Reply To: The sex offender registry: a non-punitive civil regulatory scheme

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Chris Anson

These discussions about injustice are frustrating for several reasons. Not the least among them is the reality that legislators typically passed these laws because they viewed such legislation as serving the interests of their constituents. Thanks to “Megan’s Law”, when most constituents in a district think about sex offenses, they tend to think of the most horrific crimes they have seen publicized. They do not know, nor can they be expected to know, the sweeping scope of the laws that were subsequently passed in the misguided efforts to protect the public.

Emotions tend to obscure rational thought. And I suspect that just the term “sex offense” tends to elicit thoughts that are far more hideous than what has occurred in the majority of the cases being adjudicated (or increasingly, plea-bargained). Because of this, I have doubts that public appeals by groups of sex offenders will get much traction. When it comes to punishment and justice, people tend to become activists only when they are personally affected and can see and experience the injustice first hand. The truth is that there are many injustices in our society, so changing egregious sex offense registries must take its place in line among many other worthy reform projects competing for the public’s attention.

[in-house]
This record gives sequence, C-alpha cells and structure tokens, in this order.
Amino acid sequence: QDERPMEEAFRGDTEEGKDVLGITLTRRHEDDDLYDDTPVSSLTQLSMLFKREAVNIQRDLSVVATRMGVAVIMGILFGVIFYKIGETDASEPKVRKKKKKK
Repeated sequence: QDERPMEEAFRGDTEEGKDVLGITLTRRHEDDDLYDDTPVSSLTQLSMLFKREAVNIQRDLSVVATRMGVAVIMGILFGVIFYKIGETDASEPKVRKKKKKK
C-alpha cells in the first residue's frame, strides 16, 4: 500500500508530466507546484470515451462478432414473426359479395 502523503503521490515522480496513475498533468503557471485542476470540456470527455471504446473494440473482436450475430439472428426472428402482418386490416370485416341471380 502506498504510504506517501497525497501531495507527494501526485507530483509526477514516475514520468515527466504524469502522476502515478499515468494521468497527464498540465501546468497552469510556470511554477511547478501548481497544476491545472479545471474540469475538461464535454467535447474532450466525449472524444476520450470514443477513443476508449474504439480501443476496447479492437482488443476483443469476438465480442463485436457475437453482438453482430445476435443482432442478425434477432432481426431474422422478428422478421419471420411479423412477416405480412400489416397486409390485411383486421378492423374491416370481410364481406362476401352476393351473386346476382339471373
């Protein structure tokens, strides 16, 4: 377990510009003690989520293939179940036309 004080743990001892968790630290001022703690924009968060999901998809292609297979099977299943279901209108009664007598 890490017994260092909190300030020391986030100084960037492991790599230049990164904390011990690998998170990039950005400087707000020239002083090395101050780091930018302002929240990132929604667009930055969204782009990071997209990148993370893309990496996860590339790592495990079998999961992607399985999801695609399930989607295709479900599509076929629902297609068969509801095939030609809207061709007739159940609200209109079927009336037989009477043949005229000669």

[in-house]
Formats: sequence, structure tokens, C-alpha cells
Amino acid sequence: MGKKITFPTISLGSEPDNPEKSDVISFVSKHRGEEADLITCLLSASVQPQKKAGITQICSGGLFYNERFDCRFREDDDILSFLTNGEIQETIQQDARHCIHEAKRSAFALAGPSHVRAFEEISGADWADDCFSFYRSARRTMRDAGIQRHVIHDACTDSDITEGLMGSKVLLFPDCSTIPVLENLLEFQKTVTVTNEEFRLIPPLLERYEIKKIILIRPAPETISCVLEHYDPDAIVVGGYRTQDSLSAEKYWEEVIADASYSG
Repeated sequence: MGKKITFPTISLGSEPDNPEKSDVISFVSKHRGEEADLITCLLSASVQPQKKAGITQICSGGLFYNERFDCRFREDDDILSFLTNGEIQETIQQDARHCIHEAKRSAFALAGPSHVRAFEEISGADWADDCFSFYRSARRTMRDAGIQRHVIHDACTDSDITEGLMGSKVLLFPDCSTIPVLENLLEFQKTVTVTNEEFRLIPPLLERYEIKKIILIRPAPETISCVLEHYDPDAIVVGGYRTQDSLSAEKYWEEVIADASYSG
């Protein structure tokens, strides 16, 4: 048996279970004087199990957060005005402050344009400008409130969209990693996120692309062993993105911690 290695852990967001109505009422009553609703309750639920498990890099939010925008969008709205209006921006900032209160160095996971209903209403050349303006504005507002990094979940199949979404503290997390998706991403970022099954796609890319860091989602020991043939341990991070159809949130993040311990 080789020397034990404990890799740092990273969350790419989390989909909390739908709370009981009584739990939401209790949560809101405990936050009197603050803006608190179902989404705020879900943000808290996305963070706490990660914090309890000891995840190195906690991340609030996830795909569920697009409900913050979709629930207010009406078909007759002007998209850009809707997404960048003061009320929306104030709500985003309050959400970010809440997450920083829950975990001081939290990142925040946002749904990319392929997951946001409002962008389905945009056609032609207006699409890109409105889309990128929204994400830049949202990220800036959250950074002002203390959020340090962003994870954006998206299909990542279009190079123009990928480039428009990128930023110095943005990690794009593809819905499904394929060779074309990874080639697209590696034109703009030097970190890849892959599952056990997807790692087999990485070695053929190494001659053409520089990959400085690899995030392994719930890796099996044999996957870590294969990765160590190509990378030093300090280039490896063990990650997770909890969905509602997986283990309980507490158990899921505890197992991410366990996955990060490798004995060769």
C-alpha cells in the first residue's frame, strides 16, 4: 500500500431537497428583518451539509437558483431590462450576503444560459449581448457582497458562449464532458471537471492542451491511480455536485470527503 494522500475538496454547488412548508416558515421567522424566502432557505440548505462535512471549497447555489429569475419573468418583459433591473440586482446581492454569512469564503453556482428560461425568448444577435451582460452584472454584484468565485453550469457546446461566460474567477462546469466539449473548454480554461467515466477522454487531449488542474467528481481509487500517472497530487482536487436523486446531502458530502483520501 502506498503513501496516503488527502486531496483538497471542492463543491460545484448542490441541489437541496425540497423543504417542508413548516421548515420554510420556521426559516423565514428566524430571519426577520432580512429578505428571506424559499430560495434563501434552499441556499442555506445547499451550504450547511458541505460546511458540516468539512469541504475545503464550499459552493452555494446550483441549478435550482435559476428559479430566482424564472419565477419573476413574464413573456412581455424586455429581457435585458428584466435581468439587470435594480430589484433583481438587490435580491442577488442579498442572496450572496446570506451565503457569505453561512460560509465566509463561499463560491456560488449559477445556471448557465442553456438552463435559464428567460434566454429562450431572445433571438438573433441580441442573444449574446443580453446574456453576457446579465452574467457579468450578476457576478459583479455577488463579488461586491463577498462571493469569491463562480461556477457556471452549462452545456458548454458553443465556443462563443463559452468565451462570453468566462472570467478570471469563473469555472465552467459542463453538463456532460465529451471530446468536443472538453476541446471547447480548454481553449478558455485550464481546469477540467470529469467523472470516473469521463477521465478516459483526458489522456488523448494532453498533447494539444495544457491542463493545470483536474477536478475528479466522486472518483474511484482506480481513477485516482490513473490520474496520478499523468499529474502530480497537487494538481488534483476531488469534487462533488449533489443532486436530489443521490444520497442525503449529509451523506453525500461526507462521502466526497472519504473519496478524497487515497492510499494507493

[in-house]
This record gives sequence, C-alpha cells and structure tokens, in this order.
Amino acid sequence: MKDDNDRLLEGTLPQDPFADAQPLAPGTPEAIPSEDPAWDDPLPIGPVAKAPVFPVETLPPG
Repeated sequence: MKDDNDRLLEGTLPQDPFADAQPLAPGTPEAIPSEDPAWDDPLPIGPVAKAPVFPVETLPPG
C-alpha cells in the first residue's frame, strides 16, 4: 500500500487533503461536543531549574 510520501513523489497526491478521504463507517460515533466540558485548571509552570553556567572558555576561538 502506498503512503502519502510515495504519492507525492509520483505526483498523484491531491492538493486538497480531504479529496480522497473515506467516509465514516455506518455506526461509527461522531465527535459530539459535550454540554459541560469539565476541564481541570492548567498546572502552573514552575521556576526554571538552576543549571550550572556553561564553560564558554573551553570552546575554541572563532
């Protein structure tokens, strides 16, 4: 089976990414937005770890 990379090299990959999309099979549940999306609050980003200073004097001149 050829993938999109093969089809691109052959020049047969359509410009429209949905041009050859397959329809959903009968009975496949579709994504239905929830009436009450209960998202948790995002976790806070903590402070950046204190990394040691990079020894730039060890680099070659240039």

Moreover, hypocrisy is alive and well in every neighborhood. I have no doubt that for every offense prosecuted, 5 or more go unreported. And of course, hypocrisy is alive and well in Congress, where actions are finally being taken to remove the self-serving protections that members have long enjoyed for sexual harassment charges by their office workers.

In light of all of the above, perhaps the most effective strategies should rest on (a) cost/benefit analyses to show the public that their taxes are not being used wisely, and (b) finding a way to make it clear that even innocent acts in the home can result in horrendous consequences for everyday people (which the vast majority sex offenders are). As an example, I refer readers to the coach in Mankato who had his life destroyed because some well-intentioned IT worker found pictures he took of his kids playing in the bathtub on his phone after he provided it for routine upgrading. It is also worth noting that no reform of sex offender laws will take place as long as there are extreme, Bible-thumping zealots in power— regardless of party. Political moderation must prevail in order for sex offense registry reform to occur. Sad to say we are nowhere near that political state at the moment in this country.